NHAI assures minimal damage to trees

The National Highways Authority of India in an affidavit filed with the National Green Tribunal in March 2022 had stated that they will minimise damage to trees while four-laning the Hyderabad-Manneguda stretch on National Highway 163. In the affidavit which TNM has accessed, the NHAI has assured that only “limited trees” will be cut while others would be translocated. The entire stretch, which is around 46.4 km long, is home to trees like albizia, peltophorum, gulmohar, kassod, neem, banyan, peepal and rain trees.

The term “limited trees” used by NHAI in their response is very abstract. The NHAI conveniently skirted the question about how many trees would be felled to make way for the new project — a question asked in the petition filed with the National Green Tribunal by the three members of the Nature Lovers group. In a follow up response, the petitioners have questioned the number of trees to be felled– again in their affidavit, “In Para 4 of the Status report filed by the 2nd respondent (NHAI), it is mentioned that there are about 2,500 numbers of trees in the non-forest locations of which 688 are banyan trees which are standing between Moinabad and Manneguda. The report further states that the existing trees may be felled in bare minimum depending upon the site requirement. However, it is not specifically stated how many number of trees will be cut while considering the road safety of the road commuters.”

A photo of a translocated tree (Image Courtesy: Tejah Balantrapu)

While the NHAI in its affidavit has promised translocation of trees, members of environmental groups believe that translocation is not really an option. “Translocation is not an option for large, mature trees because of poor chances of survival, as observed during earlier attempts,” said Anand Vishwanadha, in his petition which has now garnered over 62,000 signatures in support of the save Chevella Banyans campaign. However, Uday Krishna who has vast experience of translocating trees across states feels though it is always considered the last option, the best option now in this case is to translocate the trees instead of seeing them being cut down. Speaking to TNM, he said, “The government has done enough paperwork to ensure the project is carried out and even if people move the Supreme Court, the project can only be delayed and not stopped. My focus is very clear, the trees should not be cut. We had done a petition in 2019, before the present campaign was started by the members of the Nature Lovers Group. We had garnered over 35,000 signatures. The same was submitted to the concerned NHAI authorities and this helped stall the project. Now that the project is again going forward, I have proposed a workable plan of translocating the trees instead of cutting them.”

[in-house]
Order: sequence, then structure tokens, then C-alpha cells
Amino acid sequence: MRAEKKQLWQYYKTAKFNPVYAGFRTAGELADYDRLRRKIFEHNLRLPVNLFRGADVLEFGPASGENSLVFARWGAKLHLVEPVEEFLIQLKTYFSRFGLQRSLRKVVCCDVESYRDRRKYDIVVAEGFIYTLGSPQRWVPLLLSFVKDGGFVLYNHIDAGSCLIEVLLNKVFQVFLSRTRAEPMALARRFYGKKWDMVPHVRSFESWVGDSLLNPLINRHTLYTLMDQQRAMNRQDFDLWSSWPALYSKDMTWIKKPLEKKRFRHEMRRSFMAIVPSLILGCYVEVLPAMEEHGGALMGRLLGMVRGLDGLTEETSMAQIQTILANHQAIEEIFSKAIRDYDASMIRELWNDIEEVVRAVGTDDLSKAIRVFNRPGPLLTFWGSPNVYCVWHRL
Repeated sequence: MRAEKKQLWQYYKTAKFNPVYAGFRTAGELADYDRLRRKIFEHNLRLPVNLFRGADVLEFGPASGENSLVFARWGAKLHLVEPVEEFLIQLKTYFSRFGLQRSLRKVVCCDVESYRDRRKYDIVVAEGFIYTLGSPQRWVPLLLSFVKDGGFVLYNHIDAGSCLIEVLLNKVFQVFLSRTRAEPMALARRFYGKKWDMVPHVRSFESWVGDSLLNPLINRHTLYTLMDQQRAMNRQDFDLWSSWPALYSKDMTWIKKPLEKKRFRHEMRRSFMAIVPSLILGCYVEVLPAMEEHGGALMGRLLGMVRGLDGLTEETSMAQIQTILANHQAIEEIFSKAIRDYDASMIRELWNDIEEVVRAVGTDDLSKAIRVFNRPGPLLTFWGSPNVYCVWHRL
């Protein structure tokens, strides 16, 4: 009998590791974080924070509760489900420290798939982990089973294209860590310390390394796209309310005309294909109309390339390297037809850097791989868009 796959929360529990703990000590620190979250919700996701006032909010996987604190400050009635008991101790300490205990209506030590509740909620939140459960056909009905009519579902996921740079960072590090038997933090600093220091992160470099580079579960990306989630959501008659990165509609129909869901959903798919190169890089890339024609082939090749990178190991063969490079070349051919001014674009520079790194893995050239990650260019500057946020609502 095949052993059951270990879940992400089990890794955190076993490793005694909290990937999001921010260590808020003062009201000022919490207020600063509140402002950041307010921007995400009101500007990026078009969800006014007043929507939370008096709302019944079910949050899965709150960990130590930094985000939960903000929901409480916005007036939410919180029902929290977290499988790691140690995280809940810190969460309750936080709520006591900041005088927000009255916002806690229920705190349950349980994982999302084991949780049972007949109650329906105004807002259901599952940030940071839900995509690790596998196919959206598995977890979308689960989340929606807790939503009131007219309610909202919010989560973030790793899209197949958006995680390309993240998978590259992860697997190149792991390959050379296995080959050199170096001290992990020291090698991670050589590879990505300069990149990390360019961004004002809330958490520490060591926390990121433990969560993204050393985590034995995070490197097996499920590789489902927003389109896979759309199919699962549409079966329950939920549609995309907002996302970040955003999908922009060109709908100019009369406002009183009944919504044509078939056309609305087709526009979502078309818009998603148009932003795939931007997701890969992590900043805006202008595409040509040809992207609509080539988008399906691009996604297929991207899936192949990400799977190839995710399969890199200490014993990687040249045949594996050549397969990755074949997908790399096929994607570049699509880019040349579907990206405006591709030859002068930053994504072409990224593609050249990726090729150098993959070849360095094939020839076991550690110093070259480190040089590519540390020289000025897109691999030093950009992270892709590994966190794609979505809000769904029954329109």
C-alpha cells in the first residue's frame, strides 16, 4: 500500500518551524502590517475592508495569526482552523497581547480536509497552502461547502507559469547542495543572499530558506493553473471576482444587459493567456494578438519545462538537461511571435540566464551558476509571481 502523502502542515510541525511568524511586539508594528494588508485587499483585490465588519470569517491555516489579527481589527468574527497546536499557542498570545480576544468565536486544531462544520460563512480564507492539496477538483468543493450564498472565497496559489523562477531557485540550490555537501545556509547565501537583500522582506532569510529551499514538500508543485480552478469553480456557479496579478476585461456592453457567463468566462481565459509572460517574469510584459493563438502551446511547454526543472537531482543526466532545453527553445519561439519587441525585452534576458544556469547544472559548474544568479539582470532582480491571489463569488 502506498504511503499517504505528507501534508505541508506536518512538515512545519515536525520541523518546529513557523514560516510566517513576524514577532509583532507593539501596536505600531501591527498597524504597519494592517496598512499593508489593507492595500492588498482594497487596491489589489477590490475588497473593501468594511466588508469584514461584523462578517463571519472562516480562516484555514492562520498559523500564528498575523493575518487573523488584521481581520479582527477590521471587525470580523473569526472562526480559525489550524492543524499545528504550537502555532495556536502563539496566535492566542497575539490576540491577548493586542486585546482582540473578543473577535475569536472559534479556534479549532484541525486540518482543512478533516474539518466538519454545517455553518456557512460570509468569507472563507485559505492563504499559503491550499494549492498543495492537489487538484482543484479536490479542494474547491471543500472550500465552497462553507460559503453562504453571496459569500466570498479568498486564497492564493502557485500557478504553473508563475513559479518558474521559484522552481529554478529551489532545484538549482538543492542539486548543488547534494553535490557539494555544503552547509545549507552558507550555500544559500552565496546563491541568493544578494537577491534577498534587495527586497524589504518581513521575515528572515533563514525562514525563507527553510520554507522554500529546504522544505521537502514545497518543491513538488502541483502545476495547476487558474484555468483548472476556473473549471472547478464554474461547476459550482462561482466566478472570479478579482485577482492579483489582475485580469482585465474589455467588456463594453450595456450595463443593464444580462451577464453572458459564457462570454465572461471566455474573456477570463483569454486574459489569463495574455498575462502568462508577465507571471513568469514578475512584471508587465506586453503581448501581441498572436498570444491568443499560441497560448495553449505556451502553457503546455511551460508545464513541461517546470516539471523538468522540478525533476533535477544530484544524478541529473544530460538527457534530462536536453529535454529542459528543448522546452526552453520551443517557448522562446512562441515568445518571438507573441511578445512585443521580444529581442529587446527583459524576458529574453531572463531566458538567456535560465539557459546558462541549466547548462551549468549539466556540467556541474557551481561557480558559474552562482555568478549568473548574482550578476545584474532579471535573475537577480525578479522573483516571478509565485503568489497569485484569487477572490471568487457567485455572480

Uday agrees that there is an absolute need to expand the road from Hyderabad to Manneguda. However, he feels planning an alternate route would have been ideal. He also says that an alternate route isn’t really an option for the government in this case due to very high land prices which makes land acquisition an expensive task.